Renewable energy scheme due for review

renewA review into the Renewable Energy Target (RET) scheme’s impact on electricity prices, energy markets and industry sectors will see the Federal Government keep up to date with the RET’s progress and make changes.
The scheme is legally due for review every two years, and will shed light on related costs and benefits.
“The review considers the contribution of the RET in reducing emissions, its impact on electricity prices and energy markets, as well as its costs and benefits for the renewable energy sector, the manufacturing sector and Australian households,” Federal Industry minister Ian Macfarlane said.
Mr Macfarlane said the review would also look at the suitability of the RET’s goal to deliver 41,000 gigawatt hours and small scale solar generation by 2020, as well as projected electricity demand for the 2020 target and proposed reforms. “Australia’s diversity of energy sources is one of our greatest national strengths,” he said.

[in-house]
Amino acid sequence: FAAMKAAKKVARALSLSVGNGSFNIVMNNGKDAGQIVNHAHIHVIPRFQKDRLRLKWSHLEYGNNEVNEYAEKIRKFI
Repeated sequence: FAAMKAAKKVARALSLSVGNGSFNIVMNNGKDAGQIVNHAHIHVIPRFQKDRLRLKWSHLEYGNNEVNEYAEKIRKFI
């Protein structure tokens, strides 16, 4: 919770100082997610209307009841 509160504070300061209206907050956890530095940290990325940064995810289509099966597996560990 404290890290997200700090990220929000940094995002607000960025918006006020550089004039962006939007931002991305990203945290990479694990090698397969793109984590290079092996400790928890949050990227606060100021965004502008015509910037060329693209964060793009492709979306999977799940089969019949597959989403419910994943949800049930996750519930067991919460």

“Renewable energy has contributed to the energy mix, but we must ensure that the program is operating effectively. The review will be open and transparent and will consult with a broad range of stakeholders.”
The RET, which is split into large-scale and small-scale schemes, was put in place to ensure 20 per cent of Australia’s electricity is sourced from renewable sources by 2020.
Clean Energy Council chief executive David Green said the review was welcome. “We relish the opportunity to demonstrate the $18 billion value that the existing Renewable Energy Target represents for our economy and also for the nation to show current and future investors that Australia is open for business,” he said.

“The industry is looking forward to proving its case on the benefits of the current Renewable Energy Target so the two-yearly review requirement is removed, providing investors with the confidence they need to support clean energy projects.”
The review will be conducted by a panel of experts and submitted to the Prime Minister, Treasurer and Industry and Environment ministers by mid 2014.